Spring Has Sprung, The Grass Has Riz
Well, at last spring has arrived! That’s not to say there’s no cold left and we’ve just had a week of rain and wind which battered my freshly flowering hyacinth, but the fruit trees are smothered in flowers, more and more blooms are unfolding, birds are returning sand the calves and kids are leaping about in the nearby fields so it’s official, spring has sprung.
Orange Wild Flowers
Spring springing, however, means that the power mowers, hand mowers and weed whackers are out in force all around me, their vengeful whining filling the air, mowing the fields, the lawns and culverts; cutting down the foot high grass and all the early wild flowers with them.
I was delighted to discover that my large front lawn is a vibrant spring meadow of orange daisies in the final weeks of winter and the fence line is adorned with white nodding garlic type flowers. Orange, white and blue are definitely the colors of early spring, followed a little later by the pinks and reds. I decided to let my grass grow until the flowers go to seed. Alas, I’m told this is a bad idea as the grass gets too long and thick and then no one will cut it. So tomorrow the meadow gets the chop, although I’m assured it’ll return for a second flowering.
Bulbs and Pots
Luckily all the fall planted, spring flowering bulbs are bursting out of the pots I planted before moving house. I’ve arranged half a dozen of them on the front steps and they make a vibrant picture for any guests coming up the path. There are white daffodils, ruffled apricot daffodils, multi-colored hyacinth and blowsy parrot tulips, which are quite extraordinary with their frilly, bi-colored petals. Today I swapped out the hyacinth for the first of the Dutch irises.
A yellow osteospermum is also in full bloom on the stairs, much larger than it was last season. I took a few cuttings of the copper colored one in the fall and the first one has popped out a flower in my brand new flowerbed. Other cuttings are busy blooming in my little plastic shade house so it’s time to get them up and out. I’m still transplanting the plants I brought from my last house into this flowerbed and it’s looking sparse right now but in a few weeks it’ll be over-flowing.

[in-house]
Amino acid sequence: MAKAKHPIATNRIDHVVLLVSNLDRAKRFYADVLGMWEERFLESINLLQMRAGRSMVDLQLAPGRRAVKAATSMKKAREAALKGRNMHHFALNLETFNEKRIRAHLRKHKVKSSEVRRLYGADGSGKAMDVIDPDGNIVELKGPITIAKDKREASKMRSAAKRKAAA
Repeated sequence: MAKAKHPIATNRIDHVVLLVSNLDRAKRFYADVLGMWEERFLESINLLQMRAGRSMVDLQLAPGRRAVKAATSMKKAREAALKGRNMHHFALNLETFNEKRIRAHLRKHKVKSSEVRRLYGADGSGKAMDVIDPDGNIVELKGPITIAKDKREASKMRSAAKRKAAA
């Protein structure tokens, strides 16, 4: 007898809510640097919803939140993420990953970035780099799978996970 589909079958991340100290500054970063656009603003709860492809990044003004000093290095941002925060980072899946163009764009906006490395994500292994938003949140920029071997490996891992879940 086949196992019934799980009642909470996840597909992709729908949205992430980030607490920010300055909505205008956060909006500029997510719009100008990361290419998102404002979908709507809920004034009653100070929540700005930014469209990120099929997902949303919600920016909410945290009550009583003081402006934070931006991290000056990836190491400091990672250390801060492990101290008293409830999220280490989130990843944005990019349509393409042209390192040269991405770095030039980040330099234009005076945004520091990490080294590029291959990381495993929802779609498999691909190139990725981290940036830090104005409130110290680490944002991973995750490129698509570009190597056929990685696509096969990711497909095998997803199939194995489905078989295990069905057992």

Last fall I planted a whole lot of bubils from all my different lilies and now they’ve all emerged and are growing well. Even at this early stage, it’s easy to discern the different varieties because they all have different shaped leaves. I must have nearly a hundred of them! I’d love to plant them all out under the trees but the deer would be delighted too, as would the gophers, so in pots they will stay for the next couple of years.
In the meantime, my indoor plants are also showing signs of life, with several of my orchids putting out new flowering stems, including an irridescant pink one which is putting out two! Sitting in the bay window, a chincherinchee with pure orange flower clusters dazzles my daughter. It’s quite stunning. This is a South African bulb but I had never seen this particular color until coming to the States and I’m not sure how big it grows. It’s a bigger flower than the small white ones that grow so well in this area that some people, especially the ranchers, regard them as noxious weeds. I suspect those are the lovely white flowers along my fence line…
Time to Buy Your Spring Bulbs For Summer Blooming
Now is the time to pick on great deals on bulbs online. I am waiting for some apricot striped Oriental Lilies at the moment. Should come in a couple of weeks time. They can be planted right through spring.
Happy gardening and please don’t forget your sunscreen.
There’s so much skin cancer about, you must protect your skin.
By the way, here is a link to a list of gopher resistant plants: http://www.groundcoversandgardening.com/gopher resistant plants.
If you want to buy plants that deer probably won’t eat, look here.
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